The mathematical modeling in human physiology has had a significant growth in recent decades. In particular the level of detail achieved in modeling the cardiovascular system and its interactions with organs and tissues, can now provide practical computational tools for scientists and physicians. This talk will review this exciting branch of modern science from the perspective of process systems engineering and the contributions made with lumped parameter models.

Use of Regularization Functions in Problems of Dynamic Optimization
Evaristo Chalbaud Biscaia Jr., COPPE/UFRJ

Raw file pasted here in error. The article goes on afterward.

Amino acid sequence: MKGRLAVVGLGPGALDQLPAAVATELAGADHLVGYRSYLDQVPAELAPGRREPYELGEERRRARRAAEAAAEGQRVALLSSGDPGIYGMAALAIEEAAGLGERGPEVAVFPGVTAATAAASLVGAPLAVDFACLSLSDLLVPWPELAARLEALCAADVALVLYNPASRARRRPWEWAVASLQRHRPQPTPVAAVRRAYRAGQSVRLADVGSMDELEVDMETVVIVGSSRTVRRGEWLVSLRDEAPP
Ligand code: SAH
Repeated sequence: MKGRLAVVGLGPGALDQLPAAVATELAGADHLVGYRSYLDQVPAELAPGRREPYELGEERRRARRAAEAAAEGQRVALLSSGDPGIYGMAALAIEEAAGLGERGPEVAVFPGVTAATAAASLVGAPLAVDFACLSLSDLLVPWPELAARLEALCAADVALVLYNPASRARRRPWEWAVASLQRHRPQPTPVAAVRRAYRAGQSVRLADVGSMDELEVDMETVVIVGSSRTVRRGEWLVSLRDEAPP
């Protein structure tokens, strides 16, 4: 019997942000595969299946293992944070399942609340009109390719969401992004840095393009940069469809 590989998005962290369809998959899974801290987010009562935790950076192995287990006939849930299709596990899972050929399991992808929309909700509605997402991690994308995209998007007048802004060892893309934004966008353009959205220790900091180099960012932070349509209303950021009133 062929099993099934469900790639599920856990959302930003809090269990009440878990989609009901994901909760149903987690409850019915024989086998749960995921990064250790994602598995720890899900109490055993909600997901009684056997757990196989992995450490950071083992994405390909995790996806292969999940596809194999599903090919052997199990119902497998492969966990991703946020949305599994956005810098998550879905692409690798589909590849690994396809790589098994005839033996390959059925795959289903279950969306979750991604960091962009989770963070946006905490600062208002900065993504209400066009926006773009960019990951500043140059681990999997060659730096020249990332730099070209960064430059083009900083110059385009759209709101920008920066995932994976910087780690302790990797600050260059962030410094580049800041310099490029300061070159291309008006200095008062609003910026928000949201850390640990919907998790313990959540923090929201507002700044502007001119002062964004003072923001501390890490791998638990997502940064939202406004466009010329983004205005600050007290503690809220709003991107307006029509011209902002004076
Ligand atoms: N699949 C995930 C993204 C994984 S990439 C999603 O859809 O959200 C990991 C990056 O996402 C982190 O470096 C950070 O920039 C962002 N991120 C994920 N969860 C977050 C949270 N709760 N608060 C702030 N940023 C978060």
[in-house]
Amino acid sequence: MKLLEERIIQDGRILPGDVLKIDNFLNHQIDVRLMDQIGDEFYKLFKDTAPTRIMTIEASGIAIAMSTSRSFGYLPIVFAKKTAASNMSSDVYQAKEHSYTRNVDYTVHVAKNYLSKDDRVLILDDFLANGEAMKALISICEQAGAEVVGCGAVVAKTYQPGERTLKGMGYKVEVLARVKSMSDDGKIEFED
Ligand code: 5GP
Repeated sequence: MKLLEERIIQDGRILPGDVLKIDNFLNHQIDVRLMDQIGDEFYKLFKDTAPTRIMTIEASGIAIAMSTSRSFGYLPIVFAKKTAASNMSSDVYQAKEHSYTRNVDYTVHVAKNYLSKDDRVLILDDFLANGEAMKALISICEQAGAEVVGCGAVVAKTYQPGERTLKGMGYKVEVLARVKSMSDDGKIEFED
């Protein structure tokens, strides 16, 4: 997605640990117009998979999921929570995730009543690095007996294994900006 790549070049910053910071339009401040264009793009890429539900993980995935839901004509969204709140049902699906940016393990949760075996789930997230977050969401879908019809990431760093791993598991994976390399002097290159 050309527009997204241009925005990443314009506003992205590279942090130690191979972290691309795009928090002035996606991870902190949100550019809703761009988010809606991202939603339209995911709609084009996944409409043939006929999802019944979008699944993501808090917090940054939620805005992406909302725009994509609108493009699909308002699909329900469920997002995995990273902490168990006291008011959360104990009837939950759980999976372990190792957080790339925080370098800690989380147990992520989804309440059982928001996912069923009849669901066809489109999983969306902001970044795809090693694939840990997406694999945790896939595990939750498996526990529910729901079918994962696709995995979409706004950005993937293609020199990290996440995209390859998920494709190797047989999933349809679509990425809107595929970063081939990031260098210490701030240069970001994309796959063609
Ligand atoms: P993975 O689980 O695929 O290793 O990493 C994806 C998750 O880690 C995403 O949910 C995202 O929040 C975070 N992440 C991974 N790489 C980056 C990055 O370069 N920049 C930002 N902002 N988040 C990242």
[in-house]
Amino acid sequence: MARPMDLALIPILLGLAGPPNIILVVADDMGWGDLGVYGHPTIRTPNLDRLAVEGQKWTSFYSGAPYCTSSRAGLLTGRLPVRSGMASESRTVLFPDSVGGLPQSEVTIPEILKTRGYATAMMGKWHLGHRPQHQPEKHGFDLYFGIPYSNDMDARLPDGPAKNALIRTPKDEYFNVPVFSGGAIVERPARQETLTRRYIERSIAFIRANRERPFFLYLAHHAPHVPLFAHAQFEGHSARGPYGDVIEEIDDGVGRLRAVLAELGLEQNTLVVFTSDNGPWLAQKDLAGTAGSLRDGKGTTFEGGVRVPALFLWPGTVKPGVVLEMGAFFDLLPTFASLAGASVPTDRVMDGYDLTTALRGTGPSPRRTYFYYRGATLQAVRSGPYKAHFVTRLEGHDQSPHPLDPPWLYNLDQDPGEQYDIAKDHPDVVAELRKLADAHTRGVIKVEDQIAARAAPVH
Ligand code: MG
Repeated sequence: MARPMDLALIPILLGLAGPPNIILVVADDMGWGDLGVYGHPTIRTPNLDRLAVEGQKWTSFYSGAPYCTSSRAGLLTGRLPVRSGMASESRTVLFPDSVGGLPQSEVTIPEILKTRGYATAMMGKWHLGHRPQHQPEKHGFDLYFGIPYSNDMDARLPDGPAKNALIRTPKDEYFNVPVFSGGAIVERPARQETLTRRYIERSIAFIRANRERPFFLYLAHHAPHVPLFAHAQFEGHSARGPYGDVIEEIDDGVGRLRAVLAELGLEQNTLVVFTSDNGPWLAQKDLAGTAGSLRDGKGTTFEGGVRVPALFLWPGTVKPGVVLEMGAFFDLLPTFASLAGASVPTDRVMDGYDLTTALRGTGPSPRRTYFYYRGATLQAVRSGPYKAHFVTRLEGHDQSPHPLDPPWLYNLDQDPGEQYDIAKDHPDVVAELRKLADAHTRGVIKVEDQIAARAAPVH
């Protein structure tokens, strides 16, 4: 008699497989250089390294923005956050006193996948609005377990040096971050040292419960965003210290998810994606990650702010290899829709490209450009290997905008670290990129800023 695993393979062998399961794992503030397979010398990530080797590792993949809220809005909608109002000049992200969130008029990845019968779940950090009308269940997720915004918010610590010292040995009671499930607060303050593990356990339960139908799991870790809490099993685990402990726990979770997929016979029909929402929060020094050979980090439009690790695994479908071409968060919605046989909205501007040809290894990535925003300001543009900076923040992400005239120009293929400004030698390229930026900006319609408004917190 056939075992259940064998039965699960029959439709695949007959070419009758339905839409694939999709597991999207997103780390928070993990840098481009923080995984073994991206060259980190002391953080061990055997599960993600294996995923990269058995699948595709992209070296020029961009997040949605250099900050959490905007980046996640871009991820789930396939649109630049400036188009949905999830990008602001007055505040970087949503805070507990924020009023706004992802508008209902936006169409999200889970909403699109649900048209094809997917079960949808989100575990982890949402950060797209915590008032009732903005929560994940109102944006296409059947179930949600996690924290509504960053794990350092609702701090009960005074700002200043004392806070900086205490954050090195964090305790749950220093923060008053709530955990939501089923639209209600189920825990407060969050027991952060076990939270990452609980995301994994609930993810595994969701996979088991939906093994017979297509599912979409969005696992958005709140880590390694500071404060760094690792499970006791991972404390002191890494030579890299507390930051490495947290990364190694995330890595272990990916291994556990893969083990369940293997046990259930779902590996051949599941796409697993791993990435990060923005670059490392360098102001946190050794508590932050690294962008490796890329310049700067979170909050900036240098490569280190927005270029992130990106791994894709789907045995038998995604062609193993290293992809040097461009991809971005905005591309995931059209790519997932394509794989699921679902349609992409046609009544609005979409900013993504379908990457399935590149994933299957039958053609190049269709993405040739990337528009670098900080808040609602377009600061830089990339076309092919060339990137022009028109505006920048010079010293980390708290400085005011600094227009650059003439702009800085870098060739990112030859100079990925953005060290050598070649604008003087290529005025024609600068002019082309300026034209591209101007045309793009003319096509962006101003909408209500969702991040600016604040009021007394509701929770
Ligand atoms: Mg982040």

Problems of dynamic optimization with inequality path constraints are common in industrial plants. These constraints describe conditions of the process when it operates with extreme values of the variables, based on safety and/or economics restraints. Normally, during the optimal trajectory, some of the inequality constraints are activated, and those remain active during a certain period. This behavior can produce a change in the differential index of the DAE system, leading to the so-called floating index phenomena. In this seminar, we present a new method that unifies the advantages of special regularization functions with numerical codes, which integrate higher index DAE systems, avoiding the reinitialization and index reduction steps. All the inequality constraints are described by appropriate continuous functions and the resulting DAE system can be numerically integrated directly. The main advantage of the new method is that the DAE system can be integrated continuously; preventing the restart of the numerical integration every time an inequality constraint is violated. Several illustrative examples are presented.